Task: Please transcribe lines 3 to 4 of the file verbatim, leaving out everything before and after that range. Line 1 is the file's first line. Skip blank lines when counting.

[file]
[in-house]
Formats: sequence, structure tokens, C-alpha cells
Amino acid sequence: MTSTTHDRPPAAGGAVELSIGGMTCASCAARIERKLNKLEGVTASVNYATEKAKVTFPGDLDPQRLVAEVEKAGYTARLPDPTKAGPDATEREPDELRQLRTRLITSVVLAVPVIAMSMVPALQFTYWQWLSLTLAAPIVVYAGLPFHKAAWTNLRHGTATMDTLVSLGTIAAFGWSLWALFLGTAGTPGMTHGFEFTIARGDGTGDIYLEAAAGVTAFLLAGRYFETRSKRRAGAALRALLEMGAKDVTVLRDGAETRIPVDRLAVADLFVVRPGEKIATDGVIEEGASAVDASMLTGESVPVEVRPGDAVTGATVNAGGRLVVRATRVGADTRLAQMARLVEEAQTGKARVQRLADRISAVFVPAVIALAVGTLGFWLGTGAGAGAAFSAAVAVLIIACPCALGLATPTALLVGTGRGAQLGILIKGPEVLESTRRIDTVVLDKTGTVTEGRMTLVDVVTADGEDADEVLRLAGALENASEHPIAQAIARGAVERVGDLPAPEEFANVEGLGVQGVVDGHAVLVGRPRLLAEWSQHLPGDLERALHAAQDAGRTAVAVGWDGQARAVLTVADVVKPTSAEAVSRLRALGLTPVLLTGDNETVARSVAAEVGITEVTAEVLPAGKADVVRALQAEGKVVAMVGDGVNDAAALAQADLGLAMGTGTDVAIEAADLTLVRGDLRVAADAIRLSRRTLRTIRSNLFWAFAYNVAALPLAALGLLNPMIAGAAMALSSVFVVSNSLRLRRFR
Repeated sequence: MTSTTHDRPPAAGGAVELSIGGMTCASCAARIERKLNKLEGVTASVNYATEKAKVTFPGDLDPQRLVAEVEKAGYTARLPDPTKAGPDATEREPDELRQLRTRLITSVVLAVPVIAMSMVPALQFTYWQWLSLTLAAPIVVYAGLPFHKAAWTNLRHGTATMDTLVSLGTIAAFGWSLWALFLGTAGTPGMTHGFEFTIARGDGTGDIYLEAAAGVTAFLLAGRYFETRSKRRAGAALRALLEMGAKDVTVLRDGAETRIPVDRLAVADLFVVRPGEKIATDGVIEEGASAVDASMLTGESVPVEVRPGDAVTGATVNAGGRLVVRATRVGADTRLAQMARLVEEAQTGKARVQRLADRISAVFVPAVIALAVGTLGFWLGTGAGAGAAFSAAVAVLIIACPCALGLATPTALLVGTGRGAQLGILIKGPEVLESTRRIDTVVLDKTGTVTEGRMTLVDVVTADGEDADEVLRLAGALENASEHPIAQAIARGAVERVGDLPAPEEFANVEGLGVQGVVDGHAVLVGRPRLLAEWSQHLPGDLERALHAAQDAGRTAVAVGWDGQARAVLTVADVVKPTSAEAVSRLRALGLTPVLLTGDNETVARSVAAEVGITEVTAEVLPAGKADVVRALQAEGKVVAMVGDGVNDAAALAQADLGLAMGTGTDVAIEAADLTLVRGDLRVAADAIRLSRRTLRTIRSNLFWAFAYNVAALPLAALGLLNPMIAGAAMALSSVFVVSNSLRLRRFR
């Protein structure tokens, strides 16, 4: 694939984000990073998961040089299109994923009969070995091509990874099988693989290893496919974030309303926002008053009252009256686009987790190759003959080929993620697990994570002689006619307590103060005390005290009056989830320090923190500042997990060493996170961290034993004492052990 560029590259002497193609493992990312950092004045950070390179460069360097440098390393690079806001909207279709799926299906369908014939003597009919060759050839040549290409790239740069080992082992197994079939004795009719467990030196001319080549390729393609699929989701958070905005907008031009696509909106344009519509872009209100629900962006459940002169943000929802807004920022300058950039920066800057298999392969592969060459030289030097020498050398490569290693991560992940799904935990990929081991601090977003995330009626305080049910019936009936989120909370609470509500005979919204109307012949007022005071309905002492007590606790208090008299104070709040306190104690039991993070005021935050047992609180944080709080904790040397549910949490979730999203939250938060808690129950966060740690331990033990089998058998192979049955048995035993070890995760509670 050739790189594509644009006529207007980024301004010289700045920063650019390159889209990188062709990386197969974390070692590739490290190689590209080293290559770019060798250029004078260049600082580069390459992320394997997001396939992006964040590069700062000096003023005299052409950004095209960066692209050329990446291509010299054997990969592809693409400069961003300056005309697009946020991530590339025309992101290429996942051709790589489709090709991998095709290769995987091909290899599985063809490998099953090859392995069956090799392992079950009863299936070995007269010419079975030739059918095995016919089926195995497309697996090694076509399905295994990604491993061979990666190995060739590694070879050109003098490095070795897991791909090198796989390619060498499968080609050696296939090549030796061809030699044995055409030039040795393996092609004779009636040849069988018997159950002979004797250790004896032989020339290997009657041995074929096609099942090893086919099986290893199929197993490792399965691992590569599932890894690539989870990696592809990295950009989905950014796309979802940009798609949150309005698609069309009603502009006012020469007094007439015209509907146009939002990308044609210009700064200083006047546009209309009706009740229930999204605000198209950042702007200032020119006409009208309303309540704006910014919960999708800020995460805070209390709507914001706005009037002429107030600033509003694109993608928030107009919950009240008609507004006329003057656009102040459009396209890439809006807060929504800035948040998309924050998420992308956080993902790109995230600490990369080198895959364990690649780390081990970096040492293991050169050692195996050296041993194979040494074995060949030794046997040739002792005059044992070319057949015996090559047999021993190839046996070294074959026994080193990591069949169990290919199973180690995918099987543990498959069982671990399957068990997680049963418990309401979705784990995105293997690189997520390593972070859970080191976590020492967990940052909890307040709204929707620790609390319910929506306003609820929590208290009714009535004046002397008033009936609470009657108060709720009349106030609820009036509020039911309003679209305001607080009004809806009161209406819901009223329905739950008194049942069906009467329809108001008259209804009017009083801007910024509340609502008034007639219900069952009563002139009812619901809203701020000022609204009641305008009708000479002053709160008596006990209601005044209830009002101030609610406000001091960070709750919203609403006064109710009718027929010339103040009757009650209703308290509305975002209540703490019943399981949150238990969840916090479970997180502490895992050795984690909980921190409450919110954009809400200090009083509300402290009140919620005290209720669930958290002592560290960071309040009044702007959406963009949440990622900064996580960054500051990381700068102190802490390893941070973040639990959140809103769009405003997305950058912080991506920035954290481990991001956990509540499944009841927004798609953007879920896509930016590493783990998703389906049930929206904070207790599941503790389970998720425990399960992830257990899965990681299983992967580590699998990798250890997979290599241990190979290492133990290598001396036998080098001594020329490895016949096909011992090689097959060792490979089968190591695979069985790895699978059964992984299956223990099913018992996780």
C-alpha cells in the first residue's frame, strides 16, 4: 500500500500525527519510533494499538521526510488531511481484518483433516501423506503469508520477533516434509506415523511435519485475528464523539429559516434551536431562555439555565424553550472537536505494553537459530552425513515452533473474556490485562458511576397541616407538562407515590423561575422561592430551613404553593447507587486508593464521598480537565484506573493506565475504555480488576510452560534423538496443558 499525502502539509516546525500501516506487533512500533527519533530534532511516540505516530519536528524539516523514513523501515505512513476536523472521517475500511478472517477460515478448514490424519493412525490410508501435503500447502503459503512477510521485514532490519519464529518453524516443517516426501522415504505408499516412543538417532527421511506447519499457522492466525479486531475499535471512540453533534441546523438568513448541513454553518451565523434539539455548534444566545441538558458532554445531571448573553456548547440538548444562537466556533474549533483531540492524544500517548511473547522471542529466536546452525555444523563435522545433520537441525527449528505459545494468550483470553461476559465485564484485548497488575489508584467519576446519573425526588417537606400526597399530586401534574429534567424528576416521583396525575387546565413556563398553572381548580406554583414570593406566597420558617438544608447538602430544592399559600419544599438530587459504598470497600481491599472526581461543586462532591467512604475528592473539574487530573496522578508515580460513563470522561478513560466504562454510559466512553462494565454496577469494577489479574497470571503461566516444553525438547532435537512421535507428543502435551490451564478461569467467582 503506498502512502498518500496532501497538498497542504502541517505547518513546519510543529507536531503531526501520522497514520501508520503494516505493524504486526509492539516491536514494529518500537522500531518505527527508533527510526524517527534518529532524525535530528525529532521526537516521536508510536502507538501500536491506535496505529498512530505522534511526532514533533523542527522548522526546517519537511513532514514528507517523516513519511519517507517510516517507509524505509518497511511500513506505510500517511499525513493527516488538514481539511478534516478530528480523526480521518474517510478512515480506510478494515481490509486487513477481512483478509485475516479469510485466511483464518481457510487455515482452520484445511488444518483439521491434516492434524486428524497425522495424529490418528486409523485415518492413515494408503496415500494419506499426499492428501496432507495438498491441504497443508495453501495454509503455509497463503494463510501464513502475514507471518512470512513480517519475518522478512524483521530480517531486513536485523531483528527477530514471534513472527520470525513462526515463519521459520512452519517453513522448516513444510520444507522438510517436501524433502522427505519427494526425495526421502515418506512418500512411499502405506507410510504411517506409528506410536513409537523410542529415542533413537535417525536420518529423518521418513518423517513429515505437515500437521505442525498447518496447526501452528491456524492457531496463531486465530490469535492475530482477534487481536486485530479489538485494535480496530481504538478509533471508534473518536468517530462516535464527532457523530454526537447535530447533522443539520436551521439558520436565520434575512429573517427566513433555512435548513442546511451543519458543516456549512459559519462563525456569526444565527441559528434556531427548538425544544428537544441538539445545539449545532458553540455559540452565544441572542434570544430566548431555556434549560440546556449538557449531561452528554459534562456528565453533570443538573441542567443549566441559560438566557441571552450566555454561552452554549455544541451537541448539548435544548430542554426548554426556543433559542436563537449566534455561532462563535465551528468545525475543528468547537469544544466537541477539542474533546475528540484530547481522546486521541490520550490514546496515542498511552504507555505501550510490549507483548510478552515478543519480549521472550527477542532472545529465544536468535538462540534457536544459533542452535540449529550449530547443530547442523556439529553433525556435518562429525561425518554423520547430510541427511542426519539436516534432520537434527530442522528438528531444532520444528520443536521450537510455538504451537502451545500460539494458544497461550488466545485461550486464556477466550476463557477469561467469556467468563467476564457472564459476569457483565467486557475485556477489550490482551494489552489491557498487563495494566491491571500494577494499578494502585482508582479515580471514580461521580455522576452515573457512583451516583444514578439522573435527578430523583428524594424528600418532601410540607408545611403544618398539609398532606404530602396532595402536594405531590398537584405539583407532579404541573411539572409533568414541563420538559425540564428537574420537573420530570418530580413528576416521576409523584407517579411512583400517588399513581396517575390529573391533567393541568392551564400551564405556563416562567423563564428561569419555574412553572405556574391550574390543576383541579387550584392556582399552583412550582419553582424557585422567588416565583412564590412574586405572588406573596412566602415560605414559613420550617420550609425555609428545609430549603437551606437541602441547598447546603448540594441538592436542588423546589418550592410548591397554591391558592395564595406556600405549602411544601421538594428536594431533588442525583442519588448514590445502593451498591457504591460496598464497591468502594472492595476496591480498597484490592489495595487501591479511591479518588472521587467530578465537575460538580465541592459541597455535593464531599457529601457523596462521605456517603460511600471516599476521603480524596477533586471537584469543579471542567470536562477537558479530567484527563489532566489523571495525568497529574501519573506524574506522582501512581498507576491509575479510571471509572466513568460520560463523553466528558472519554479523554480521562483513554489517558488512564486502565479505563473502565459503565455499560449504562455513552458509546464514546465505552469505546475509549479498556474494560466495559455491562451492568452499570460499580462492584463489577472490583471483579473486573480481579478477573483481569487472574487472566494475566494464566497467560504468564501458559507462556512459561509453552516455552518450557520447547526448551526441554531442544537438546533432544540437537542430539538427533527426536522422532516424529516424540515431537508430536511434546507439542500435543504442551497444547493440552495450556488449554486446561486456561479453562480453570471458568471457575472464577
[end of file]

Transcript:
Amino acid sequence: MTSTTHDRPPAAGGAVELSIGGMTCASCAARIERKLNKLEGVTASVNYATEKAKVTFPGDLDPQRLVAEVEKAGYTARLPDPTKAGPDATEREPDELRQLRTRLITSVVLAVPVIAMSMVPALQFTYWQWLSLTLAAPIVVYAGLPFHKAAWTNLRHGTATMDTLVSLGTIAAFGWSLWALFLGTAGTPGMTHGFEFTIARGDGTGDIYLEAAAGVTAFLLAGRYFETRSKRRAGAALRALLEMGAKDVTVLRDGAETRIPVDRLAVADLFVVRPGEKIATDGVIEEGASAVDASMLTGESVPVEVRPGDAVTGATVNAGGRLVVRATRVGADTRLAQMARLVEEAQTGKARVQRLADRISAVFVPAVIALAVGTLGFWLGTGAGAGAAFSAAVAVLIIACPCALGLATPTALLVGTGRGAQLGILIKGPEVLESTRRIDTVVLDKTGTVTEGRMTLVDVVTADGEDADEVLRLAGALENASEHPIAQAIARGAVERVGDLPAPEEFANVEGLGVQGVVDGHAVLVGRPRLLAEWSQHLPGDLERALHAAQDAGRTAVAVGWDGQARAVLTVADVVKPTSAEAVSRLRALGLTPVLLTGDNETVARSVAAEVGITEVTAEVLPAGKADVVRALQAEGKVVAMVGDGVNDAAALAQADLGLAMGTGTDVAIEAADLTLVRGDLRVAADAIRLSRRTLRTIRSNLFWAFAYNVAALPLAALGLLNPMIAGAAMALSSVFVVSNSLRLRRFR
Repeated sequence: MTSTTHDRPPAAGGAVELSIGGMTCASCAARIERKLNKLEGVTASVNYATEKAKVTFPGDLDPQRLVAEVEKAGYTARLPDPTKAGPDATEREPDELRQLRTRLITSVVLAVPVIAMSMVPALQFTYWQWLSLTLAAPIVVYAGLPFHKAAWTNLRHGTATMDTLVSLGTIAAFGWSLWALFLGTAGTPGMTHGFEFTIARGDGTGDIYLEAAAGVTAFLLAGRYFETRSKRRAGAALRALLEMGAKDVTVLRDGAETRIPVDRLAVADLFVVRPGEKIATDGVIEEGASAVDASMLTGESVPVEVRPGDAVTGATVNAGGRLVVRATRVGADTRLAQMARLVEEAQTGKARVQRLADRISAVFVPAVIALAVGTLGFWLGTGAGAGAAFSAAVAVLIIACPCALGLATPTALLVGTGRGAQLGILIKGPEVLESTRRIDTVVLDKTGTVTEGRMTLVDVVTADGEDADEVLRLAGALENASEHPIAQAIARGAVERVGDLPAPEEFANVEGLGVQGVVDGHAVLVGRPRLLAEWSQHLPGDLERALHAAQDAGRTAVAVGWDGQARAVLTVADVVKPTSAEAVSRLRALGLTPVLLTGDNETVARSVAAEVGITEVTAEVLPAGKADVVRALQAEGKVVAMVGDGVNDAAALAQADLGLAMGTGTDVAIEAADLTLVRGDLRVAADAIRLSRRTLRTIRSNLFWAFAYNVAALPLAALGLLNPMIAGAAMALSSVFVVSNSLRLRRFR